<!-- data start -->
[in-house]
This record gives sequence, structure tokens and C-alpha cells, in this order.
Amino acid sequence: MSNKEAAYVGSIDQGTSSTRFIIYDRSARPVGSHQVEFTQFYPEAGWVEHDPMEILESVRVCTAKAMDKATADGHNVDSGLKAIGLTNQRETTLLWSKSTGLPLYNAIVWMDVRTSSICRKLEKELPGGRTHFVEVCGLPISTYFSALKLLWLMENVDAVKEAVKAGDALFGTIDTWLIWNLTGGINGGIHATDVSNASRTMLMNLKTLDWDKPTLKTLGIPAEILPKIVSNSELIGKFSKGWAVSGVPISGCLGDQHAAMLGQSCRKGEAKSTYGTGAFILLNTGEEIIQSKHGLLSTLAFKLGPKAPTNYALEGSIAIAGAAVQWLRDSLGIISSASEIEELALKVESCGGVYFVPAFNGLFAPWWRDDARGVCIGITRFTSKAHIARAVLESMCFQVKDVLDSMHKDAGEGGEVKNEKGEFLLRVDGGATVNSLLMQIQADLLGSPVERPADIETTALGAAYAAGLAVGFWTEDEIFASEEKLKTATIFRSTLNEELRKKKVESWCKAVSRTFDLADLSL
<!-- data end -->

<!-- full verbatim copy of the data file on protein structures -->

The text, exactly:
[in-house]
This record gives sequence, structure tokens and C-alpha cells, in this order.
Amino acid sequence: MSNKEAAYVGSIDQGTSSTRFIIYDRSARPVGSHQVEFTQFYPEAGWVEHDPMEILESVRVCTAKAMDKATADGHNVDSGLKAIGLTNQRETTLLWSKSTGLPLYNAIVWMDVRTSSICRKLEKELPGGRTHFVEVCGLPISTYFSALKLLWLMENVDAVKEAVKAGDALFGTIDTWLIWNLTGGINGGIHATDVSNASRTMLMNLKTLDWDKPTLKTLGIPAEILPKIVSNSELIGKFSKGWAVSGVPISGCLGDQHAAMLGQSCRKGEAKSTYGTGAFILLNTGEEIIQSKHGLLSTLAFKLGPKAPTNYALEGSIAIAGAAVQWLRDSLGIISSASEIEELALKVESCGGVYFVPAFNGLFAPWWRDDARGVCIGITRFTSKAHIARAVLESMCFQVKDVLDSMHKDAGEGGEVKNEKGEFLLRVDGGATVNSLLMQIQADLLGSPVERPADIETTALGAAYAAGLAVGFWTEDEIFASEEKLKTATIFRSTLNEELRKKKVESWCKAVSRTFDLADLSL